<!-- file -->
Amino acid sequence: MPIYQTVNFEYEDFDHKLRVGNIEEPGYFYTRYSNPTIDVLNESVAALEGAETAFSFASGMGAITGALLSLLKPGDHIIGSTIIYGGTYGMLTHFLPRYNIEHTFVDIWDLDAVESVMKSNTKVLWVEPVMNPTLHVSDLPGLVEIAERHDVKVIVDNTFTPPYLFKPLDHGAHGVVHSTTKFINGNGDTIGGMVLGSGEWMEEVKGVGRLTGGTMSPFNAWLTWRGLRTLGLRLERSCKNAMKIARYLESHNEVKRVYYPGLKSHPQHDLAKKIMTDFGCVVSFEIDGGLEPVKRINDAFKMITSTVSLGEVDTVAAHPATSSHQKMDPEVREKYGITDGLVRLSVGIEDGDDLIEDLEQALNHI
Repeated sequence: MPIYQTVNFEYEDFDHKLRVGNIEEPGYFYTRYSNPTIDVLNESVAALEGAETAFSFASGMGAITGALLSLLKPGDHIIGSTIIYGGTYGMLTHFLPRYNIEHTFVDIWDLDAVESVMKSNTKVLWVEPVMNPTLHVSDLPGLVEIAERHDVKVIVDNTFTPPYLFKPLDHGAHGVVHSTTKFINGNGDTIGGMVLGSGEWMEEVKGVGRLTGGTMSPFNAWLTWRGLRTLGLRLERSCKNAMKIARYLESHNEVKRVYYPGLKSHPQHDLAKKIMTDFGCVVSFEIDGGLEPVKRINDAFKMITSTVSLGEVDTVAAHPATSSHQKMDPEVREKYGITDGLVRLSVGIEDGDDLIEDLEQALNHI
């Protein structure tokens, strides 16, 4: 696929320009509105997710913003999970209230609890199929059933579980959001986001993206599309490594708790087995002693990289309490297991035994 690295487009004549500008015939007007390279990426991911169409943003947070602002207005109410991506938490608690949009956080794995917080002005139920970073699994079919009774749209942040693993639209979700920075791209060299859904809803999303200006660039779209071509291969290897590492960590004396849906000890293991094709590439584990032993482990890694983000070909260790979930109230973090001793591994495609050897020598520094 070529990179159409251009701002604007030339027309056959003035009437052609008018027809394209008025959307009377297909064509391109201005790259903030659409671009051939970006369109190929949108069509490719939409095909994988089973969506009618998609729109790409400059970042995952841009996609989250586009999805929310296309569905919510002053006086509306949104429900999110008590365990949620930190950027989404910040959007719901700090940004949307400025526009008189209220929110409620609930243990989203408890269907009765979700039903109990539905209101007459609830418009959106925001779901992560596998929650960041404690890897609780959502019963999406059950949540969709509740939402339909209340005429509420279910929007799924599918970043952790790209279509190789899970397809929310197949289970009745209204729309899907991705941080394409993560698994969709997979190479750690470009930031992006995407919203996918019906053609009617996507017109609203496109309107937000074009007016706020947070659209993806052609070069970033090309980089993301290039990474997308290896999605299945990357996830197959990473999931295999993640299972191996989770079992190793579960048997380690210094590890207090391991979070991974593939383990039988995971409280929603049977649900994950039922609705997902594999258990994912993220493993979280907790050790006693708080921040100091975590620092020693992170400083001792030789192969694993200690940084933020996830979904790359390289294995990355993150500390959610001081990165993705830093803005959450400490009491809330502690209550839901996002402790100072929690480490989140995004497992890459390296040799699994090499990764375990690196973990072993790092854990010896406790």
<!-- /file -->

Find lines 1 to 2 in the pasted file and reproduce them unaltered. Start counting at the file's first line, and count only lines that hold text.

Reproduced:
Amino acid sequence: MPIYQTVNFEYEDFDHKLRVGNIEEPGYFYTRYSNPTIDVLNESVAALEGAETAFSFASGMGAITGALLSLLKPGDHIIGSTIIYGGTYGMLTHFLPRYNIEHTFVDIWDLDAVESVMKSNTKVLWVEPVMNPTLHVSDLPGLVEIAERHDVKVIVDNTFTPPYLFKPLDHGAHGVVHSTTKFINGNGDTIGGMVLGSGEWMEEVKGVGRLTGGTMSPFNAWLTWRGLRTLGLRLERSCKNAMKIARYLESHNEVKRVYYPGLKSHPQHDLAKKIMTDFGCVVSFEIDGGLEPVKRINDAFKMITSTVSLGEVDTVAAHPATSSHQKMDPEVREKYGITDGLVRLSVGIEDGDDLIEDLEQALNHI
Repeated sequence: MPIYQTVNFEYEDFDHKLRVGNIEEPGYFYTRYSNPTIDVLNESVAALEGAETAFSFASGMGAITGALLSLLKPGDHIIGSTIIYGGTYGMLTHFLPRYNIEHTFVDIWDLDAVESVMKSNTKVLWVEPVMNPTLHVSDLPGLVEIAERHDVKVIVDNTFTPPYLFKPLDHGAHGVVHSTTKFINGNGDTIGGMVLGSGEWMEEVKGVGRLTGGTMSPFNAWLTWRGLRTLGLRLERSCKNAMKIARYLESHNEVKRVYYPGLKSHPQHDLAKKIMTDFGCVVSFEIDGGLEPVKRINDAFKMITSTVSLGEVDTVAAHPATSSHQKMDPEVREKYGITDGLVRLSVGIEDGDDLIEDLEQALNHI